In the two weeks since his passing, much has been said in honor of Senator Edward Moore Kennedy of Massachusetts. During his 50 years of public service, Senator Kennedy fought tirelessly on behalf of those without a voice in politics, championing higher minimum wage laws, safer workplaces, equal voting rights, and universal health care.
In his 2008 Wesleyan Commencement Address, President Obama spoke on behalf of the “Lion of the Senate,” calling upon recent graduates to follow Senator Kennedy’s example.
“It is rare in this country of ours that a person exists who has touched the lives of nearly every single American without many of us even realizing it,” Barack Obama, the then-presidential candidate from Illinois, boomed to a crowd of University graduates, parents, and professors. “…Surely, if his service and his story can forever shape America’s story, then our collective service can shape the destiny of this generation.”
Although Senator Kennedy’s legislative accomplishments are well known, his close connection to Wesleyan has been less publicized. Before he was asked to speak at the University’s 2008 Commencement, Senator Kennedy received an honorary degree from Wesleyan in 1984. Not coincidentally, his oldest son, Ted Kennedy, Jr. ’84, graduated from the University that year, as well, and his stepdaughter, Caroline Raclin ’08, graduated just two years ago.
In 1979, just a few weeks after announcing his candidacy for the presidency, Senator Kennedy visited his son—then a freshman—during Parents’ Weekend. The visit, however, snowballed into a media spectacle, as The Hartford Courant, The Middletown Press, and The Wesleyan Argus reported at the time. Busloads of secret service agents, reporters, and politicians followed the presidential hopeful onto campus and surrounded him and his son while the rest of the University looked on in disbelief.
“Most of us were a little embarrassed as we huddled in front of South College…experiencing the spectacle of a national media event, created, staged, and unraveled before our small-town eyes,” wrote an Argus staff writer at the time. “…and—somewhere in the middle of it all—the strangely unperturbed figure of Ted Kennedy, striding purposefully through the crowd as if it were all part of Parent’s Day.”
Four years later, the Senior Senator from Mass. set foot on the Wesleyan campus once again. For his compassion and principled service, the University presented Kennedy with an honorary doctor of laws degree, while the younger Kennedy graduated with a B.A. in American Studies.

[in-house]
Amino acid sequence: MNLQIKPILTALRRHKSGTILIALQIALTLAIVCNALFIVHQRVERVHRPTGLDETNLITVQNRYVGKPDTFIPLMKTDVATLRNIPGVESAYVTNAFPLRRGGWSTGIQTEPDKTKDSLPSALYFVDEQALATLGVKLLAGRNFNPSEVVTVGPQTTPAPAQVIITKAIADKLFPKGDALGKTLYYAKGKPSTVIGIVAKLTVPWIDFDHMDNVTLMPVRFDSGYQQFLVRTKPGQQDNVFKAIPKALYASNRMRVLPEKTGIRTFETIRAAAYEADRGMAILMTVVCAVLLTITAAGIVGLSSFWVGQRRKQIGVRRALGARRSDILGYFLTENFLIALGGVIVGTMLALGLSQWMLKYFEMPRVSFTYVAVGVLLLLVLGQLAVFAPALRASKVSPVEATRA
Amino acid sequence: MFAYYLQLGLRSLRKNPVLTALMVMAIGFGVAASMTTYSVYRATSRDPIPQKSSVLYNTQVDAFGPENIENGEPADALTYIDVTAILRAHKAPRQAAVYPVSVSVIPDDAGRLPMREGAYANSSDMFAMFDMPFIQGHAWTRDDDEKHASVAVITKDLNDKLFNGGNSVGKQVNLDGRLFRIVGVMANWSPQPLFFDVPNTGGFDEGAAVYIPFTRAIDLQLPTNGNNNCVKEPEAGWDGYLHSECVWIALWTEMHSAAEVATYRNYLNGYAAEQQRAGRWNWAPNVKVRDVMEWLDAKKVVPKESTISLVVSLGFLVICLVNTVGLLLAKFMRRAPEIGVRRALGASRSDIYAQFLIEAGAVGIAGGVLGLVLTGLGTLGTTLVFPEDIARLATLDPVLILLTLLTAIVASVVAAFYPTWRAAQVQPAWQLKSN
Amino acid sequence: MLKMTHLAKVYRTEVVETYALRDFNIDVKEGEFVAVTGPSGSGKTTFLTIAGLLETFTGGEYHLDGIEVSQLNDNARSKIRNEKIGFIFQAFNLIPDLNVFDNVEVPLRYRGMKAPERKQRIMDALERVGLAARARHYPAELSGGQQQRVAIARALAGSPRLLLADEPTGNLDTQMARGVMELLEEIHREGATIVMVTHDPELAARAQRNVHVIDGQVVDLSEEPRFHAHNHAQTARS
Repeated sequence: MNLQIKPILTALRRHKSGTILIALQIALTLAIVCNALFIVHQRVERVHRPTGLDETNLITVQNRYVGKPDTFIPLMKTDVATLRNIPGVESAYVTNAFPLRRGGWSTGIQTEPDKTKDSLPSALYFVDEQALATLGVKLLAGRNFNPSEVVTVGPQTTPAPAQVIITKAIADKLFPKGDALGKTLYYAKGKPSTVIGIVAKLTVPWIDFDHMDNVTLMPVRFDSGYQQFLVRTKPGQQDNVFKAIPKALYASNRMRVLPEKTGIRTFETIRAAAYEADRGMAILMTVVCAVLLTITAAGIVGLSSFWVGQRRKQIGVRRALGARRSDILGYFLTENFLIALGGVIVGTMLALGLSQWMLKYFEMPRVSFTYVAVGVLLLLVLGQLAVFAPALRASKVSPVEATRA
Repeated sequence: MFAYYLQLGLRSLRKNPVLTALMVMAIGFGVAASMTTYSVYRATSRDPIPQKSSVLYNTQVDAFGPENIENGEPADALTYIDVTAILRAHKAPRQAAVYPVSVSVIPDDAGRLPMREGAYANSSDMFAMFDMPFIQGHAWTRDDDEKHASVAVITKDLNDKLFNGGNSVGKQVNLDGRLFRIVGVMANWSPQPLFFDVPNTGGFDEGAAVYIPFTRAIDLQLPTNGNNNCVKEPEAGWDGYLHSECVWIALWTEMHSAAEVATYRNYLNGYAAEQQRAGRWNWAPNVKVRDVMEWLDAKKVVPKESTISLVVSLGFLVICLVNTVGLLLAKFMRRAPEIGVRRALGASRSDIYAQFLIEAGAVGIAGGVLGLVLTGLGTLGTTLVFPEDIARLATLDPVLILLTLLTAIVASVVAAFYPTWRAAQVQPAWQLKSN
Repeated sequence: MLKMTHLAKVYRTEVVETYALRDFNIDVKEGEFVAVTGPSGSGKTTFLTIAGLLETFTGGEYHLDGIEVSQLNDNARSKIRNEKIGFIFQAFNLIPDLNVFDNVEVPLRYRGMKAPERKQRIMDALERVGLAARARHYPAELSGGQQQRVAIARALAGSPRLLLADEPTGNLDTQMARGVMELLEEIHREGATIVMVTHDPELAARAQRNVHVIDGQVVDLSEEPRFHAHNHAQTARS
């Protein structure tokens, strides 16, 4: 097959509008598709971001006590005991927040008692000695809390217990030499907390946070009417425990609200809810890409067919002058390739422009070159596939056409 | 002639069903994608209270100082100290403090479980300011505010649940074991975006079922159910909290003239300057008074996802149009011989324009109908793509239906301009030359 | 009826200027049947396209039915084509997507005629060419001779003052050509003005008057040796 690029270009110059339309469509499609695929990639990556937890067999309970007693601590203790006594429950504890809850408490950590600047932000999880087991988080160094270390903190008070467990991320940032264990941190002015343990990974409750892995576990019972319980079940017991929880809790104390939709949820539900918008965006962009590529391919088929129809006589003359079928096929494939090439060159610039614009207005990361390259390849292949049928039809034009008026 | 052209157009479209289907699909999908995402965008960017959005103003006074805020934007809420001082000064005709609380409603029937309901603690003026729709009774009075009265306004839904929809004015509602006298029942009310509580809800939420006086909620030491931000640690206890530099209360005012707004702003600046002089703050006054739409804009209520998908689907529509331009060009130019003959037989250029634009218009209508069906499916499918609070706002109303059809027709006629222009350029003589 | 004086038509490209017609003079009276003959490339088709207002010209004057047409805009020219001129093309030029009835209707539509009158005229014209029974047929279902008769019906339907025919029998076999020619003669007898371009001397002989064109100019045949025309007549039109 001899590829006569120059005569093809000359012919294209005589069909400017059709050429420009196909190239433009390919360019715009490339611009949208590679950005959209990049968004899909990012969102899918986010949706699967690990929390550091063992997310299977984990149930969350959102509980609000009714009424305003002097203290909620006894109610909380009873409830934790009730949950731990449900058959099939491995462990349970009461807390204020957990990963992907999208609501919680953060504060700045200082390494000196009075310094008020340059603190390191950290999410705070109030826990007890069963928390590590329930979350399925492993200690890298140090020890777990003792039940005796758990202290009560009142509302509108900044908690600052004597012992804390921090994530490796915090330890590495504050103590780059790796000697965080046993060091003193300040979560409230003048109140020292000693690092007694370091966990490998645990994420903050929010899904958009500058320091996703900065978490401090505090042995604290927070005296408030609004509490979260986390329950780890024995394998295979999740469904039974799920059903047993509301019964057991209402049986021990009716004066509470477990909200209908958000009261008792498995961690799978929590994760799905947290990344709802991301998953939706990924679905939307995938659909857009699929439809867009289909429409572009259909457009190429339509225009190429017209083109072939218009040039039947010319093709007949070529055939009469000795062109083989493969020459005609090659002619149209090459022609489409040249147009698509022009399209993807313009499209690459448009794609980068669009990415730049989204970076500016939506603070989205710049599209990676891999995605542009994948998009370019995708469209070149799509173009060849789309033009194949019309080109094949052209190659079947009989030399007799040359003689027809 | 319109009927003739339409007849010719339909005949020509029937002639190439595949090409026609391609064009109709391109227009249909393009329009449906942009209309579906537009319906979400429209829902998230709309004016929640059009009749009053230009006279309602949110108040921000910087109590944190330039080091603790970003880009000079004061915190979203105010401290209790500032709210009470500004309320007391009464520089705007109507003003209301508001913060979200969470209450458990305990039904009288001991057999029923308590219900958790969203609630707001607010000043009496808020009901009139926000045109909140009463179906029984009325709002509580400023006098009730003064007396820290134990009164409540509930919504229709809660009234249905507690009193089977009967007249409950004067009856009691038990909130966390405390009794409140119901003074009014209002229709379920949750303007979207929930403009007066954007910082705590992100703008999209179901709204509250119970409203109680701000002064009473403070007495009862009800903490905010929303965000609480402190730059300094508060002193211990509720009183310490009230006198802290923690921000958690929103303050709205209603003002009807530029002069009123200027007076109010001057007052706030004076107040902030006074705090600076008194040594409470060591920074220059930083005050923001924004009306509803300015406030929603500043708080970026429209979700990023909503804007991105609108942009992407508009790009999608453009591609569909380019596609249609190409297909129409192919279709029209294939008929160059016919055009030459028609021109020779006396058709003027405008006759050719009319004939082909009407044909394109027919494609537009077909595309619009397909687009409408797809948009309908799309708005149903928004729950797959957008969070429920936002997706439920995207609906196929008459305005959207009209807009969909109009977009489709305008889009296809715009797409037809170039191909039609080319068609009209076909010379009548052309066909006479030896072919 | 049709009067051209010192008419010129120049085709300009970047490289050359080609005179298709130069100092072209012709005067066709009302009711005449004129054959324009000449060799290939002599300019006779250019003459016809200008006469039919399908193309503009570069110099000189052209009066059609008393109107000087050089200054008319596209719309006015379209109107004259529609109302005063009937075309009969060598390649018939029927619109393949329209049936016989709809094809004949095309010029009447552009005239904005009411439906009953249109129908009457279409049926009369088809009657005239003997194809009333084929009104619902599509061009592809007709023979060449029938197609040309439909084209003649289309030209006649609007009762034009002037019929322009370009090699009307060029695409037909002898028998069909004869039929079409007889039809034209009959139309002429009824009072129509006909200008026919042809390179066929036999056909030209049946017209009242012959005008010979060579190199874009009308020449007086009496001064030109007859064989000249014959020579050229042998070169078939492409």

“Edward Moore Kennedy, you are living proof that education is indeed a life-long process,” wrote the University’s President, Colin Campbell, in 1984. “…Few public officials have such fruitful links with the intellectual community, and fewer still such obvious devotion to educational opportunity for all our people.”
In Senator Kennedy’s memory, President Michael Roth shared similar thoughts in a recent entry on The Huffington Post. In a nod to President Obama’s Commencement Address, Roth’s tribute to Senator Kennedy touched on similar themes of public service.
“His vision of justice was tied to a commitment to mitigate the cruel effects of economic inequality and entrenched power without unduly compromising economic growth and individual freedom,” Roth wrote. “His support of education as a vehicle for the creation of opportunity has inspired countless students and teachers. He had the courage to maintain his beliefs and to find ways, even in dark times, to make progress.”
The University embodied many of Senator Kennedy’s own principles, as well as those of his family. His legacy rubbed off on his son, as well as his stepdaughter, Caroline Raclin ’08, who applied early decision to Wesleyan.
“Wesleyan is all about public service, and Ted has always been about public service,” Raclin said in an interview with The Argus. “The vibe of the school is all about helping people. It was the influence of Ted, and growing up in that family.”
Raclin recalled how her stepfather was ecstatic to hear that she had been accepted to Wesleyan. According to Raclin, he began reminiscing about all the trouble that Teddy [Jr.] used to get into when he was a student here.
She added that Senator Kennedy’s call to public service lives on—in his family, the University community, and across the country.
“No matter what people think of his beliefs or what happened to him, he was all about helping other people,” Raclin said. “That was the main driving principle of his life.”